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first person

Illustration by Chelsea O'Byrne

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I don’t want my kids to read my diaries when I die but I don’t want to throw them away either.

I was cleaning out my closet and found the box filled with all my old diaries from childhood to young adulthood. Of course I couldn’t resist leafing through them. Some three hours later I was emotionally drained with sore cheeks from laughing and smeared mascara from crying. I felt like I had relived every traumatic incident from puberty through my 20s. This material is not for the faint of heart and definitely not for my children’s eyes. Or is it?

My diary was always sacred to me, and I have been recording my life on paper since I was 9 years old. It was where I could express any thought or fantasy without embarrassment or fear. My diaries are filled with a young girl’s innocent hopes and dreams and with a self-conscious teenager’s secret crushes. They are filled with the optimism of first love and the heartbreak of lost love. They are filled with lessons, for sure, but are those lessons just for me or could they benefit my children as well?

Are there lies we tell our kids out of pure love?

Writing, to me, has always been cathartic so, even as a child, I wrote about what was bothering me. Most of it is pretty benign aside from a few entries like the one where I make a list of things I will never do to my children. (FYI, I have already done most of them!)

Should my children read these diaries, they might learn that I, too, had problems in my relationships with my siblings, and that I, too, did not get everything I wanted from my parents. They could gain some insight into why I parented them the way I did. Or not.

The teenage diaries aren’t really that bad either. Not really. There are a lot of details about partying….the who, what, when and where (never why…I was a teenager, that’s why!) Do my children need to know about the night I woke my father at 3 a.m. because I thought I was having a heart attack from too much partying? Do they need to know how much my parents hated my first boyfriend and threw him out of the house one day?

But there are also a lot of questions. I’m not sure who I was expecting to answer them: who liked me; what will I do?; where will I live?; who will I remember when I became famous?

When I read my diaries over, I know the context. I had a pretty great childhood. The diary entries reflect the worst of it. Would my children think less of their grandparents, or their aunts and uncle if they read what I wrote when I was mad at them?

Then there are the series of diaries from several backpacking trips I took to Europe in my late teens and early 20s that I think would make a great movie, but I am not so sure I would even let my kids watch it. These are the ones that I wonder if I need to burn but these are the diaries I love to read over and over. Sometimes I call my best friend, who travelled with me, and read her entries over the phone. We laugh till we cry and remember things we haven’t thought about in ages. They are highly detailed and personal accounts of the activities of a young, single woman abroad…if you get my drift. What benefit could my kids get from reading this except to think that maybe their mom was a bit…adventurous?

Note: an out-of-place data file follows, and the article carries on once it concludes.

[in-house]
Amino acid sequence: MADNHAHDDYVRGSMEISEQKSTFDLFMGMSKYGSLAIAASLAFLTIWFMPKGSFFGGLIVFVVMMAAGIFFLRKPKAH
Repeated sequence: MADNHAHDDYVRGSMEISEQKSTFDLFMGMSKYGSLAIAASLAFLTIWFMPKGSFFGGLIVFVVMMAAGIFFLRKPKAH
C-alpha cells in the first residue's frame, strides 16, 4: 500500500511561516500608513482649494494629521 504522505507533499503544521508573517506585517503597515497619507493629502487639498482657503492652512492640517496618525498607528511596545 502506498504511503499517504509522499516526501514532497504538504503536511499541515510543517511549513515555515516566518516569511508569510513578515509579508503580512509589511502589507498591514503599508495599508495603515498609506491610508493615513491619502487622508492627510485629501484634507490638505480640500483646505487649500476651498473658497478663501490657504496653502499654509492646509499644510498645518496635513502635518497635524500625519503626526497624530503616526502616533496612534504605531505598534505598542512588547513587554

Part of me thinks they would learn some practical lessons, or at least realize how cool a mom I really am, and gain some insight into their mother as a person. But another part of me doesn’t want to risk the exposure.

Your 20s are such an exciting time in your life. You are working on getting a career going, you are dating and working out relationships, and you are trying to figure out who you are and who you want to be. I did that and recorded most of it on paper. It was a time of ups and downs, highs and lows, heartbreak (I kissed a lot of frogs before I found my prince) and navigating major life decisions. The writing is pretty raw. Even reading it some 30 years later was hard. I even began to feel mad at an old ex-boyfriend after reading about how devastated I was at the breakup.

It is satisfying to know that I have learned a lesson or two along the way and ended up in a happy marriage with two wonderful children. I have the answers to a lot of the questions I posed to myself so many years ago, except maybe why that aforementioned boyfriend broke up with me.

As a writer, it is hard to throw out anything I have written, but as a mother, I’m not so sure. What do I do with all this personal, highly sensitive material? Will it benefit my children to know that I struggled and second-guessed myself?

I have talked to my best friend about the diaries, telling her where they are so that in the event of my death, she can find them and destroy them. Now I am not so sure. Another friend has told me that she threw all her old diaries and letters away and that she felt fantastic…free.

Why can’t I figure this out? Maybe it’s time to crack open another journal.

Dear Diary…..

Elyse Tytel lives in Toronto.